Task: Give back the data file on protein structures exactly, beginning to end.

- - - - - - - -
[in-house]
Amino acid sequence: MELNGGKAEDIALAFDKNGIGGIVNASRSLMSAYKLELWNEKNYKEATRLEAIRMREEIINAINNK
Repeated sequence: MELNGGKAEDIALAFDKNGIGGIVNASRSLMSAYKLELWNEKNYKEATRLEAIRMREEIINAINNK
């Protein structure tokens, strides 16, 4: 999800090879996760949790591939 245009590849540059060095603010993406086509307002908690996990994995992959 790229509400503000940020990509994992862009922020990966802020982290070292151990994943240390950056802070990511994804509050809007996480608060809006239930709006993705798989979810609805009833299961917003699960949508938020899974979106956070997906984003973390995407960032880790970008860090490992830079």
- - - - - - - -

[in-house]
Amino acid sequence: MELNGGKAEDIALAFDKNGIGGIVNASRSLMSAYKLELWNEKNYKEATRLEAIRMREEIINAINNK
Repeated sequence: MELNGGKAEDIALAFDKNGIGGIVNASRSLMSAYKLELWNEKNYKEATRLEAIRMREEIINAINNK
């Protein structure tokens, strides 16, 4: 999800090879996760949790591939 245009590849540059060095603010993406086509307002908690996990994995992959 790229509400503000940020990509994992862009922020990966802020982290070292151990994943240390950056802070990511994804509050809007996480608060809006239930709006993705798989979810609805009833299961917003699960949508938020899974979106956070997906984003973390995407960032880790970008860090490992830079």